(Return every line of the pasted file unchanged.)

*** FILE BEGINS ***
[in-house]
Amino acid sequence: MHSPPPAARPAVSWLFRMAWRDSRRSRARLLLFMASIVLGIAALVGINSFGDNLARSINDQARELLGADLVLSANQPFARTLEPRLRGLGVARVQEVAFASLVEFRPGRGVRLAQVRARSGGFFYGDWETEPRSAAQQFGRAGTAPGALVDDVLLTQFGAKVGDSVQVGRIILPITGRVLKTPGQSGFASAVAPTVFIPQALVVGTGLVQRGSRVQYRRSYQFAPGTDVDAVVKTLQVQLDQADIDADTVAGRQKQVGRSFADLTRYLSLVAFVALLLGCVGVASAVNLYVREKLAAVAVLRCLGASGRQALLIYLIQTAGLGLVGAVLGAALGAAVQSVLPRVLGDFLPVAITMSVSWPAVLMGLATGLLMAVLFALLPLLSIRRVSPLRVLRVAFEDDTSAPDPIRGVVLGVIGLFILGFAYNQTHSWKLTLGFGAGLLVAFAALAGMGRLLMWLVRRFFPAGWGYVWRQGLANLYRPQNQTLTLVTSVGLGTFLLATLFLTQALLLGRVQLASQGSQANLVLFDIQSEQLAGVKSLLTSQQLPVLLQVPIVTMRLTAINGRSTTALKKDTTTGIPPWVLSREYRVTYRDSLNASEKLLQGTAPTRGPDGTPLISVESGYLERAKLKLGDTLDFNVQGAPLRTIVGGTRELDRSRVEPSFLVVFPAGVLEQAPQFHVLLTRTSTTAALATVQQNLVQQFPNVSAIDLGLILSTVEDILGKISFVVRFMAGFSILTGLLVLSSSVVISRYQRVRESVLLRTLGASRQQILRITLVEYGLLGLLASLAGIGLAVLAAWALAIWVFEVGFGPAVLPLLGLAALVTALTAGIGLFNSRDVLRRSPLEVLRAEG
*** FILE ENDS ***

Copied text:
[in-house]
Amino acid sequence: MHSPPPAARPAVSWLFRMAWRDSRRSRARLLLFMASIVLGIAALVGINSFGDNLARSINDQARELLGADLVLSANQPFARTLEPRLRGLGVARVQEVAFASLVEFRPGRGVRLAQVRARSGGFFYGDWETEPRSAAQQFGRAGTAPGALVDDVLLTQFGAKVGDSVQVGRIILPITGRVLKTPGQSGFASAVAPTVFIPQALVVGTGLVQRGSRVQYRRSYQFAPGTDVDAVVKTLQVQLDQADIDADTVAGRQKQVGRSFADLTRYLSLVAFVALLLGCVGVASAVNLYVREKLAAVAVLRCLGASGRQALLIYLIQTAGLGLVGAVLGAALGAAVQSVLPRVLGDFLPVAITMSVSWPAVLMGLATGLLMAVLFALLPLLSIRRVSPLRVLRVAFEDDTSAPDPIRGVVLGVIGLFILGFAYNQTHSWKLTLGFGAGLLVAFAALAGMGRLLMWLVRRFFPAGWGYVWRQGLANLYRPQNQTLTLVTSVGLGTFLLATLFLTQALLLGRVQLASQGSQANLVLFDIQSEQLAGVKSLLTSQQLPVLLQVPIVTMRLTAINGRSTTALKKDTTTGIPPWVLSREYRVTYRDSLNASEKLLQGTAPTRGPDGTPLISVESGYLERAKLKLGDTLDFNVQGAPLRTIVGGTRELDRSRVEPSFLVVFPAGVLEQAPQFHVLLTRTSTTAALATVQQNLVQQFPNVSAIDLGLILSTVEDILGKISFVVRFMAGFSILTGLLVLSSSVVISRYQRVRESVLLRTLGASRQQILRITLVEYGLLGLLASLAGIGLAVLAAWALAIWVFEVGFGPAVLPLLGLAALVTALTAGIGLFNSRDVLRRSPLEVLRAEG